Social Marketers: Plan for the Marriage, Not the Wedding

By looking beyond Facebook

Social media marketing is new, changing constantly, and for many, confusing as hell. Fortunately the nascent industry has no shortage of social gurus, ninjas, and wizards hawking their version of best practices to the masses.

In a presentation titled, “Will You Still ‘Like’ Me In the Morning?,” Paul Dunay, CMO of Networked Insights, warned marketers from stopping at their Facebook fan page when launching social marketing strategies. “They spend more time planning for the wedding than for the marriage,” he said. Having a snazzy Facebook page with a sizable fan base is the cost of doing business—everyone needs it (“Your fans expect you to be there, and you’ll lose them to the competition if you aren’t,” Dunay said). But many marketers don’t go beyond making a pretty page; they don’t realize that a mere .2 percent to 2 percent of a brand’s Facebook fans ever return to the brand’s homepage after initially “fanning” it. It means marketers need to focus on creating relevant content that keeps fans engaged with their brand through their news stream, he said.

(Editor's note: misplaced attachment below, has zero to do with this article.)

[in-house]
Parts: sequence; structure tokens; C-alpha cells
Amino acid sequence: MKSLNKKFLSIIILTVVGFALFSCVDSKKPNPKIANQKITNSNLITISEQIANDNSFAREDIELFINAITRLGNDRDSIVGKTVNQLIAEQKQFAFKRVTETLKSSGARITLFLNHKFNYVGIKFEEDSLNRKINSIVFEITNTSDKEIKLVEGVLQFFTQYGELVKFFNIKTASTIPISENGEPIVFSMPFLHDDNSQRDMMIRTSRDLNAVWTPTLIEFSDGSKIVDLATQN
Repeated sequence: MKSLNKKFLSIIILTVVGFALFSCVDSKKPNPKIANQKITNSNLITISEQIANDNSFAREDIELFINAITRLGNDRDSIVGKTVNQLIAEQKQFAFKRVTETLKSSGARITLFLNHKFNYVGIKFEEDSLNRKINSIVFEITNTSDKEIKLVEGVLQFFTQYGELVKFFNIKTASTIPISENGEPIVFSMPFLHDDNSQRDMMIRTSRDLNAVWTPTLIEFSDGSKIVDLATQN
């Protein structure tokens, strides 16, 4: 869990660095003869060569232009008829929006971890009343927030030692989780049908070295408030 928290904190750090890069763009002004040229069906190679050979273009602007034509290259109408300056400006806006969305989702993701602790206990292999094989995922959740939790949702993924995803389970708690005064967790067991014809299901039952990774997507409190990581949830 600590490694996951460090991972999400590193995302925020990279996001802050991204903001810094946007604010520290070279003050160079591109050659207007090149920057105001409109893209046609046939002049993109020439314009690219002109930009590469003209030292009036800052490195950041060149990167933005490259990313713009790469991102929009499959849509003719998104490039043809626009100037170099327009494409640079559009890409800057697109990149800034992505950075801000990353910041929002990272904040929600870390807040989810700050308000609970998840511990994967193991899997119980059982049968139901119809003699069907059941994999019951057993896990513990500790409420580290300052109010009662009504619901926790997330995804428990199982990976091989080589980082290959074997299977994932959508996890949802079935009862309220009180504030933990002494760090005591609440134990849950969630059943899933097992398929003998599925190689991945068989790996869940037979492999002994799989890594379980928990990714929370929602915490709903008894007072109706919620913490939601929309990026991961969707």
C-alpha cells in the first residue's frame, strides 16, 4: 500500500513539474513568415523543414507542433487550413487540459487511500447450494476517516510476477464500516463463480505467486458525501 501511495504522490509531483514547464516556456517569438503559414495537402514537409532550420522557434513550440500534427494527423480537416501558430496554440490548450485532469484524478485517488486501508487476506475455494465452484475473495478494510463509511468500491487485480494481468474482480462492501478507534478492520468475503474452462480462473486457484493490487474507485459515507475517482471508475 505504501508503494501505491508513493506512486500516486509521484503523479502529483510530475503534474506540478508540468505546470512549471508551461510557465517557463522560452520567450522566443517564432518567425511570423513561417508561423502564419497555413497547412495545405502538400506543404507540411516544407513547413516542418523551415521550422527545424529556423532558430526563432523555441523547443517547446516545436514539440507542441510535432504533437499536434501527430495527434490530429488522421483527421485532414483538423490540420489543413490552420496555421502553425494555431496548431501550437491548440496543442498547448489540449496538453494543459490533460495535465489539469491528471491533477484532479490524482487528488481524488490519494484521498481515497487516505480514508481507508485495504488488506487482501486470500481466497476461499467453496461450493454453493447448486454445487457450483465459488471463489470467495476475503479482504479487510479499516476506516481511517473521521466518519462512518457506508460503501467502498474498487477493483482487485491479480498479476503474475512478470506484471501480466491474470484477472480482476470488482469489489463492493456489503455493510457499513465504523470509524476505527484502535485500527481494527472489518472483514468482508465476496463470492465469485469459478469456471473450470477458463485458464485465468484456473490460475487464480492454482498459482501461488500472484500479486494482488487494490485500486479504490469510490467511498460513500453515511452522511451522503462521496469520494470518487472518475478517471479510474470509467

Another way brands can be their own worst enemy on Facebook is by ignoring the mountain of data their fans willfully supply to them. Thanks to the availability of “fanships,” marketers have access to granular facts about their followings. A beer brand could learn, for example, that its fans’ favorite TV shows are The Simpsons and Family Guy, which is a valuable insight for making TV ad buys or even developing ad creative. It also creates right and wrong answers for marketing decisions, Dunay said. One brand he worked with was planning an event with Lady Gaga; after looking at Facebook fan data, the marketer realized its own fans weren’t that into the artist.